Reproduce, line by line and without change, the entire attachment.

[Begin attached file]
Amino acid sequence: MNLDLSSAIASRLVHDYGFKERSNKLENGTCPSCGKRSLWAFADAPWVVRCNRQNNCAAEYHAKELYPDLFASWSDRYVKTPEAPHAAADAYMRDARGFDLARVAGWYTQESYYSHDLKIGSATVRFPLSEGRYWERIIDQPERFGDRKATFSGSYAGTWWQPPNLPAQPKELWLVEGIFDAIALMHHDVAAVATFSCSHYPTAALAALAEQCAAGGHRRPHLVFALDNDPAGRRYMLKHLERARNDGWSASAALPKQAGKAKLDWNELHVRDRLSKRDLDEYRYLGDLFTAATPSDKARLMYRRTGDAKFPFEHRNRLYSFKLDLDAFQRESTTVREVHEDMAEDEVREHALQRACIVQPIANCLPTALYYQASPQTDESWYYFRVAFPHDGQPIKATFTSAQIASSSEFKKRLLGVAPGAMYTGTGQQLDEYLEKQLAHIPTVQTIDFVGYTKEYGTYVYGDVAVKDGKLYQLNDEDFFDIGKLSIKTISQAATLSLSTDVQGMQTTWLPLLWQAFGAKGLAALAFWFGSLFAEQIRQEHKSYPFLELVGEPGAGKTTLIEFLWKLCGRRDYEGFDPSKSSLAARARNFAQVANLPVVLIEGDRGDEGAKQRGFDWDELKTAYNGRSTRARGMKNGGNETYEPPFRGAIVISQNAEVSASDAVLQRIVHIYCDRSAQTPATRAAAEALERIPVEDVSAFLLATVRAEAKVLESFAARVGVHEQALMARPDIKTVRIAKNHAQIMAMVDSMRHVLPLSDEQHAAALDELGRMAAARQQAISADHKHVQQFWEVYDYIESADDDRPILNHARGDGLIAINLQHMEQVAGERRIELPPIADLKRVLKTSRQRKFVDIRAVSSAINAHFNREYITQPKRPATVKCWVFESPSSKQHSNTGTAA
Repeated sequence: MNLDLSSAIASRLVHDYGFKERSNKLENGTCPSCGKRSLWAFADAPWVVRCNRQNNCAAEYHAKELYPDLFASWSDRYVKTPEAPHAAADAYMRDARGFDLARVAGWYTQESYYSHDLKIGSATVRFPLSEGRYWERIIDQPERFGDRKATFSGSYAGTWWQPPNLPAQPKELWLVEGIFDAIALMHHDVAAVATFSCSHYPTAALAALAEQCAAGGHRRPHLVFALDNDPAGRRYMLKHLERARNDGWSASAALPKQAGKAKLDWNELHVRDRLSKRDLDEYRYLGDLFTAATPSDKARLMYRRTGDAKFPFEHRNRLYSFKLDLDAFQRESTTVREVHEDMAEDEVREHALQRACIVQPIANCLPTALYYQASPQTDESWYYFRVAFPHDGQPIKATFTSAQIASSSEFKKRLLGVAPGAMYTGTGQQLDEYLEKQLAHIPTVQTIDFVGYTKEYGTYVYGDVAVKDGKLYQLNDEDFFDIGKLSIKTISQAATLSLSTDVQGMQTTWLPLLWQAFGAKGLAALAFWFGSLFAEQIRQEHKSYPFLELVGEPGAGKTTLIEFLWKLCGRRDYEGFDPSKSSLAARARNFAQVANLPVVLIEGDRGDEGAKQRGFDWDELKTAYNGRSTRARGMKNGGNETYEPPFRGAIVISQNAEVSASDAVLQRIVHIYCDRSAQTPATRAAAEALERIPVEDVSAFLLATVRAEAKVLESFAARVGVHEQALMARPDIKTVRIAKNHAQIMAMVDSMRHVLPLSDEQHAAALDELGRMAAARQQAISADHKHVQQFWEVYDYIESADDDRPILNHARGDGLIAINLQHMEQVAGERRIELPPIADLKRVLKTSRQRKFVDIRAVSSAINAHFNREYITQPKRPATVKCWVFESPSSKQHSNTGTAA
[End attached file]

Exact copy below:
Amino acid sequence: MNLDLSSAIASRLVHDYGFKERSNKLENGTCPSCGKRSLWAFADAPWVVRCNRQNNCAAEYHAKELYPDLFASWSDRYVKTPEAPHAAADAYMRDARGFDLARVAGWYTQESYYSHDLKIGSATVRFPLSEGRYWERIIDQPERFGDRKATFSGSYAGTWWQPPNLPAQPKELWLVEGIFDAIALMHHDVAAVATFSCSHYPTAALAALAEQCAAGGHRRPHLVFALDNDPAGRRYMLKHLERARNDGWSASAALPKQAGKAKLDWNELHVRDRLSKRDLDEYRYLGDLFTAATPSDKARLMYRRTGDAKFPFEHRNRLYSFKLDLDAFQRESTTVREVHEDMAEDEVREHALQRACIVQPIANCLPTALYYQASPQTDESWYYFRVAFPHDGQPIKATFTSAQIASSSEFKKRLLGVAPGAMYTGTGQQLDEYLEKQLAHIPTVQTIDFVGYTKEYGTYVYGDVAVKDGKLYQLNDEDFFDIGKLSIKTISQAATLSLSTDVQGMQTTWLPLLWQAFGAKGLAALAFWFGSLFAEQIRQEHKSYPFLELVGEPGAGKTTLIEFLWKLCGRRDYEGFDPSKSSLAARARNFAQVANLPVVLIEGDRGDEGAKQRGFDWDELKTAYNGRSTRARGMKNGGNETYEPPFRGAIVISQNAEVSASDAVLQRIVHIYCDRSAQTPATRAAAEALERIPVEDVSAFLLATVRAEAKVLESFAARVGVHEQALMARPDIKTVRIAKNHAQIMAMVDSMRHVLPLSDEQHAAALDELGRMAAARQQAISADHKHVQQFWEVYDYIESADDDRPILNHARGDGLIAINLQHMEQVAGERRIELPPIADLKRVLKTSRQRKFVDIRAVSSAINAHFNREYITQPKRPATVKCWVFESPSSKQHSNTGTAA
Repeated sequence: MNLDLSSAIASRLVHDYGFKERSNKLENGTCPSCGKRSLWAFADAPWVVRCNRQNNCAAEYHAKELYPDLFASWSDRYVKTPEAPHAAADAYMRDARGFDLARVAGWYTQESYYSHDLKIGSATVRFPLSEGRYWERIIDQPERFGDRKATFSGSYAGTWWQPPNLPAQPKELWLVEGIFDAIALMHHDVAAVATFSCSHYPTAALAALAEQCAAGGHRRPHLVFALDNDPAGRRYMLKHLERARNDGWSASAALPKQAGKAKLDWNELHVRDRLSKRDLDEYRYLGDLFTAATPSDKARLMYRRTGDAKFPFEHRNRLYSFKLDLDAFQRESTTVREVHEDMAEDEVREHALQRACIVQPIANCLPTALYYQASPQTDESWYYFRVAFPHDGQPIKATFTSAQIASSSEFKKRLLGVAPGAMYTGTGQQLDEYLEKQLAHIPTVQTIDFVGYTKEYGTYVYGDVAVKDGKLYQLNDEDFFDIGKLSIKTISQAATLSLSTDVQGMQTTWLPLLWQAFGAKGLAALAFWFGSLFAEQIRQEHKSYPFLELVGEPGAGKTTLIEFLWKLCGRRDYEGFDPSKSSLAARARNFAQVANLPVVLIEGDRGDEGAKQRGFDWDELKTAYNGRSTRARGMKNGGNETYEPPFRGAIVISQNAEVSASDAVLQRIVHIYCDRSAQTPATRAAAEALERIPVEDVSAFLLATVRAEAKVLESFAARVGVHEQALMARPDIKTVRIAKNHAQIMAMVDSMRHVLPLSDEQHAAALDELGRMAAARQQAISADHKHVQQFWEVYDYIESADDDRPILNHARGDGLIAINLQHMEQVAGERRIELPPIADLKRVLKTSRQRKFVDIRAVSSAINAHFNREYITQPKRPATVKCWVFESPSSKQHSNTGTAA